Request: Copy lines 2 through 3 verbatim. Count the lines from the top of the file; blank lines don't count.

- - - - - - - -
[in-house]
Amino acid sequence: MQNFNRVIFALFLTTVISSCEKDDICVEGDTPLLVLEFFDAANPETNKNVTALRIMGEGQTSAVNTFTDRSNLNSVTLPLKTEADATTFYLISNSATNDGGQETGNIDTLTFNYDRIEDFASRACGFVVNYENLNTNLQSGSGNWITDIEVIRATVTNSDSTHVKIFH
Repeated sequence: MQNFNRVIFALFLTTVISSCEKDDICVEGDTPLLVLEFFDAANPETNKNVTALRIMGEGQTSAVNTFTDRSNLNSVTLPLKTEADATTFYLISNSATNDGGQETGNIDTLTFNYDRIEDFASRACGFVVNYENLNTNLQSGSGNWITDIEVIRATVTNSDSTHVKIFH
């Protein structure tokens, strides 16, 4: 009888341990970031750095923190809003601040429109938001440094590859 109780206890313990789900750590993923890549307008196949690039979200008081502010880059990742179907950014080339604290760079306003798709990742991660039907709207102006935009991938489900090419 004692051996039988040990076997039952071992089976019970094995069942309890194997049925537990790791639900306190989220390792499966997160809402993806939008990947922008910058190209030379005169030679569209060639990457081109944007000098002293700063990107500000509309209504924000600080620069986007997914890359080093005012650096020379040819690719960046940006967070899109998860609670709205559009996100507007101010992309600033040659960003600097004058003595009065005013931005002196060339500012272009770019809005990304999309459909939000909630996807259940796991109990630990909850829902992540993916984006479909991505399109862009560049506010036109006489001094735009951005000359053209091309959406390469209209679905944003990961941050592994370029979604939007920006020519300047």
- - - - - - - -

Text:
Amino acid sequence: MQNFNRVIFALFLTTVISSCEKDDICVEGDTPLLVLEFFDAANPETNKNVTALRIMGEGQTSAVNTFTDRSNLNSVTLPLKTEADATTFYLISNSATNDGGQETGNIDTLTFNYDRIEDFASRACGFVVNYENLNTNLQSGSGNWITDIEVIRATVTNSDSTHVKIFH
Repeated sequence: MQNFNRVIFALFLTTVISSCEKDDICVEGDTPLLVLEFFDAANPETNKNVTALRIMGEGQTSAVNTFTDRSNLNSVTLPLKTEADATTFYLISNSATNDGGQETGNIDTLTFNYDRIEDFASRACGFVVNYENLNTNLQSGSGNWITDIEVIRATVTNSDSTHVKIFH